Palladium-Item, Aug. 28, 1918
From June through the end of August, the Giants were the toast of the town on the baseball scene in Richmond, registering a 9-3-1 record, while defeating teams from larger cities such as Indianapolis and Dayton, Ohio. Blackball veterans such as George Board, Will McMurray and James Lynch, along with young upstarts such as Connie Day, William “Specks” Webster and Charleston, all suited up for the Giants that summer.
However, heading into Labor Day weekend, the team had not one but two doubleheaders on the slate, and the Giants were nearly tapped out. Injuries had taken their toll, as had players being called to military service (as such the case with Charleston). Only a couple of the Giants actually resided in Richmond, which certainly made travel logistics another issue facing the team. On Sunday, the Giants were to face the Muncie, Ind., Valentines twice, and the Richmond Athletics, the city’s all-star team, twice on Monday.
Pitching, in particular, was running incredibly thin for the Giants.
In search of quick reinforcements, probably through an endorsement made by a team member, a teenager was plucked from the sandlots of eastside of Indianapolis named Elvis “Bill” Holland, a short, stocky, right-handed pitcher. It’s possible Holland was summoned due to an earlier recommendation from Charleston himself, who also grew up and lived on the city’s east side.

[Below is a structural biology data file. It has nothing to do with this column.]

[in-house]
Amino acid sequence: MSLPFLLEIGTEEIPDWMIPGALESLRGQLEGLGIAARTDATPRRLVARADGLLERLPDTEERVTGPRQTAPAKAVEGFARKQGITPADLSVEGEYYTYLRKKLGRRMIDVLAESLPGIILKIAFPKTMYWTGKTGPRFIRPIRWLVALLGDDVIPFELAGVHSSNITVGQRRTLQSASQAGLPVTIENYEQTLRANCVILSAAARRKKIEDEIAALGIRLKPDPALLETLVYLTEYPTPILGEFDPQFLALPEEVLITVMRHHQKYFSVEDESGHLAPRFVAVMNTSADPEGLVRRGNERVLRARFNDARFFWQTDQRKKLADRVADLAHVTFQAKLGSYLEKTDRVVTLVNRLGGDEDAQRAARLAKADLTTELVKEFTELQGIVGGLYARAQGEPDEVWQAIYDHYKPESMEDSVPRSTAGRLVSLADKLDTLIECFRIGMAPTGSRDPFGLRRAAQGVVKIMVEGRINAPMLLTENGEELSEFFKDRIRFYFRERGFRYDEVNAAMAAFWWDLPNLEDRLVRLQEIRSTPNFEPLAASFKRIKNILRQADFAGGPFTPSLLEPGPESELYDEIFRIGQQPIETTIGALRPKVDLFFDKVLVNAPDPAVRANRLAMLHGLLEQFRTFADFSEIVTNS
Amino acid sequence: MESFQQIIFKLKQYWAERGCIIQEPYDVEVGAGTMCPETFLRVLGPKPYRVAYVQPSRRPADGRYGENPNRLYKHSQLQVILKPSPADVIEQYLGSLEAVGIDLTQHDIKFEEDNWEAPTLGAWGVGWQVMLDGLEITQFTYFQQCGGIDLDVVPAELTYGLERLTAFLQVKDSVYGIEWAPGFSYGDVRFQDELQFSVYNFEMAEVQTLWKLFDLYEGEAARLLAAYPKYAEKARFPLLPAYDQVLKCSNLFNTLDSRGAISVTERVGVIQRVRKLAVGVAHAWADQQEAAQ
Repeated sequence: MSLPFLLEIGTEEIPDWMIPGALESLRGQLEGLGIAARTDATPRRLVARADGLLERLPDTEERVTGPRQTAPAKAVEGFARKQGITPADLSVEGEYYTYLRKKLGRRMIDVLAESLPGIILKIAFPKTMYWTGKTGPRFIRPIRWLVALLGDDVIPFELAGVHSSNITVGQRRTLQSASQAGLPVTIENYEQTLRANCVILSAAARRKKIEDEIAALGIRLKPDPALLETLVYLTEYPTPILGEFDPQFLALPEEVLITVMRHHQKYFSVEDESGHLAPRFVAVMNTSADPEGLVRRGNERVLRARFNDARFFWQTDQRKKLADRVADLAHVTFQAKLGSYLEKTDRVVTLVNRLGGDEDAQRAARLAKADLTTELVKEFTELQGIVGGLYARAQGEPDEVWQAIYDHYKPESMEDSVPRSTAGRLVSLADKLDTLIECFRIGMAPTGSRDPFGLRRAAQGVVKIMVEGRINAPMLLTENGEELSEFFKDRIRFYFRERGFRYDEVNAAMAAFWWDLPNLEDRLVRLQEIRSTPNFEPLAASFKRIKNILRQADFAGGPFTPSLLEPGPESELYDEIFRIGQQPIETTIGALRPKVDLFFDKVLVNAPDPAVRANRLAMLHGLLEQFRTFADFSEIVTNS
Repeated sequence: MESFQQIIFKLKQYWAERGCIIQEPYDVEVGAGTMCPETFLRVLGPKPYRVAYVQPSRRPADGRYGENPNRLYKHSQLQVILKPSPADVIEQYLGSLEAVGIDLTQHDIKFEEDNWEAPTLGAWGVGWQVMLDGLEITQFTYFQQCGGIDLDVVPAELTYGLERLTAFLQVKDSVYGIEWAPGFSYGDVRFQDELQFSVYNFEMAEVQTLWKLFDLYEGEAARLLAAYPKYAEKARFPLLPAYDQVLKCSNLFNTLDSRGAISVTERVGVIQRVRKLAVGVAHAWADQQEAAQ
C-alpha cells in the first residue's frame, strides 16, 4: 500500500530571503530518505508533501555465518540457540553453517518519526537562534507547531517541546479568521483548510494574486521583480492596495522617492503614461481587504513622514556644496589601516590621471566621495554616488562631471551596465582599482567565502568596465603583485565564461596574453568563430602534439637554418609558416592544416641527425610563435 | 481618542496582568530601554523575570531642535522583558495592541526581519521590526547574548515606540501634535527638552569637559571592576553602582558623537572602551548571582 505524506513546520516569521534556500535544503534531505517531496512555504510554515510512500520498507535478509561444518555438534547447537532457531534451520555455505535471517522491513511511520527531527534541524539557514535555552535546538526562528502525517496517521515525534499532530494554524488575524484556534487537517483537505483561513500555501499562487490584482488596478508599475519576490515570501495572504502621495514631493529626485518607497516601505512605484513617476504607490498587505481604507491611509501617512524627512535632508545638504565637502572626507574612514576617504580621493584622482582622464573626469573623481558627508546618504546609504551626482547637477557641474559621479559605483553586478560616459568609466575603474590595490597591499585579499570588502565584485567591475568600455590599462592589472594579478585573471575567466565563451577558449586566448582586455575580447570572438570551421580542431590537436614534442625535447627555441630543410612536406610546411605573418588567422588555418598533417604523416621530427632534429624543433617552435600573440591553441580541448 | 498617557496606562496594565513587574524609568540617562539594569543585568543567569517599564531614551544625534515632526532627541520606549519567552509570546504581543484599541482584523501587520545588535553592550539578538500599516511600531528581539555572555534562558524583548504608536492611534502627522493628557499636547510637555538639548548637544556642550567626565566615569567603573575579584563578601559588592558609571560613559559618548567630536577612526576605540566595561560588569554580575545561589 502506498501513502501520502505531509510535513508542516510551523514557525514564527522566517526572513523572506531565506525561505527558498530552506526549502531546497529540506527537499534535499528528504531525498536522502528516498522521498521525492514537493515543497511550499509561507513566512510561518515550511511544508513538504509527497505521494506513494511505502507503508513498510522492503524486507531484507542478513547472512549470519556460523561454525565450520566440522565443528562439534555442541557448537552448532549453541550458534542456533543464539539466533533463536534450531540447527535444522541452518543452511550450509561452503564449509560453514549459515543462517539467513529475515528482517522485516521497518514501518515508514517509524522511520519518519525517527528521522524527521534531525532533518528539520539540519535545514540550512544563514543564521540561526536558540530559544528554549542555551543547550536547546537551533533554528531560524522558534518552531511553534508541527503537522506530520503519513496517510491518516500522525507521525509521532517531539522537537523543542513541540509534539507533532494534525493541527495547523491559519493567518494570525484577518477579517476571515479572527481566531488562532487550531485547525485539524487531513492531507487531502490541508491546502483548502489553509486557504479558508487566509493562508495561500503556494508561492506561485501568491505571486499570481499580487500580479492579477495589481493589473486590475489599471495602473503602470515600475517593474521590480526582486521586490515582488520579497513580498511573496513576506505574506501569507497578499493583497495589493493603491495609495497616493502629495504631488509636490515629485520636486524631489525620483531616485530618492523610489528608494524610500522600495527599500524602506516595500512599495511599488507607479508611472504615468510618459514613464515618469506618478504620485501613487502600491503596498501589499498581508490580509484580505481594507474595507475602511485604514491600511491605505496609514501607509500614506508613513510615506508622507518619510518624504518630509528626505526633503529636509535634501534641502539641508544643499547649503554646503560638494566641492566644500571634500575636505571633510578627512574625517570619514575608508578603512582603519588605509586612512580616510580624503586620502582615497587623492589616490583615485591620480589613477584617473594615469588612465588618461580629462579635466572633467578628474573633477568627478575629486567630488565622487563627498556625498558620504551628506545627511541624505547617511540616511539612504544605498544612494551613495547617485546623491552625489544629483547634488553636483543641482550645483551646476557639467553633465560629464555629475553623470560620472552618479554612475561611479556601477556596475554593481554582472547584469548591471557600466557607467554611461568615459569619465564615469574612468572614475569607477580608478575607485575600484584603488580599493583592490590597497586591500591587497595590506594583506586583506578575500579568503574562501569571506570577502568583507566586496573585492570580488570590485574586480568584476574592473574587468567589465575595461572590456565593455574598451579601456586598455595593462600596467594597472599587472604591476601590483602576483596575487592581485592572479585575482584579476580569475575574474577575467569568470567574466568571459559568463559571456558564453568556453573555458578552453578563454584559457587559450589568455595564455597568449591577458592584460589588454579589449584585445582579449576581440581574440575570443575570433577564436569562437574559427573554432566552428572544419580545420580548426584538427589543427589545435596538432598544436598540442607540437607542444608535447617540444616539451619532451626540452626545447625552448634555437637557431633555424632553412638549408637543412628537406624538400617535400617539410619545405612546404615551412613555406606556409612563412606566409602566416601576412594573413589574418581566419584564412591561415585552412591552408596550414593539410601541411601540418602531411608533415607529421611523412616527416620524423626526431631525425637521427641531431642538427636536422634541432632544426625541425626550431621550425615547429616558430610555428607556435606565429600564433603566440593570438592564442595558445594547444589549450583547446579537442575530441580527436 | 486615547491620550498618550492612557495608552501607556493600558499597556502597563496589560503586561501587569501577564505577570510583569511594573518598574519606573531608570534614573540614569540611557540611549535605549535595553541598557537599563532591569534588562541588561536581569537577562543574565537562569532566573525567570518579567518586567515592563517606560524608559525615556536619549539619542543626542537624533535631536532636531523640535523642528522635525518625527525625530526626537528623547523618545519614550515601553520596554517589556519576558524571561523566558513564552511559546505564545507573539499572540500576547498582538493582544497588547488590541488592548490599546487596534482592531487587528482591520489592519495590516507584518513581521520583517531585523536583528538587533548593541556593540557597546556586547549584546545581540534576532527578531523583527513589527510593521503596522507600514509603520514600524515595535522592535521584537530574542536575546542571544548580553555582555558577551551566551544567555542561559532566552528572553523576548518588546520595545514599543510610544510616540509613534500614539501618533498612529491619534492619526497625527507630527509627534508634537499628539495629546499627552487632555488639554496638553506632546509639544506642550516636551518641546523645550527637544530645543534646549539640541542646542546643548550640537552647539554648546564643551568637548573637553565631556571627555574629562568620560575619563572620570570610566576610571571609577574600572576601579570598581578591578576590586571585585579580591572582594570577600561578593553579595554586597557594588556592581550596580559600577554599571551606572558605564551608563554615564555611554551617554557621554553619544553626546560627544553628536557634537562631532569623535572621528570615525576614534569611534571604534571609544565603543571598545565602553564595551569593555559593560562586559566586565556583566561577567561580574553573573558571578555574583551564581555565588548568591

Regardless of how he was originally solicited, the 17-year-old Holland suited up, and was handed the ball to start the first game of the holiday weekend against the Valentines on Sunday, Sept. 1, 1918. It would be his professional debut.
The Valentines, a fast, tough unit, had just defeated the same team from Randolph County, Ind., that had dealt the Giants all three of their losses on the season. It is safe to say the lineup was seasoned, with a local newspaper even claiming there to be multiple former and future minor-league prospects on the roster. The teen was sure to have his hands full.
Richmond Palladium-Item, Sept. 2, 1918
The Giants offense made it a bit easier for Holland out of the gate, striking for two runs in the first and one in the bottom of the third.
Using his lively fastball and an array of off-speed pitches (perhaps even an emery ball or two), Holland retired hitter after hitter after hitter. The seasoned Valentines had no answer for the teenage hurler, whose windup and delivery kept hitters off-balance (Satchel Paige later said “didn’t nobody pick up on his ball”), did not yield a hit until a bloop single in the top of the seventh inning.
That would be all the offense the Valentines could muster against Holland, whose Giants backed him with six runs, clinching an improbable 6-1 victory in his debut. The youngster was not only pitching for contact, but he was also flat-out missing bats, fanning 11 opposing hitters in the complete-game, one-hit gem.
“Holland, a youngster, did the hurling for the Giants,” the Richmond Palladium-Item wrote the following day. “His pitching was the best seen on the local diamonds this year in a Sunday game.”
The Giants tied the Valentines the second game that Sunday, and prepared for two more games the following day, Labor Day.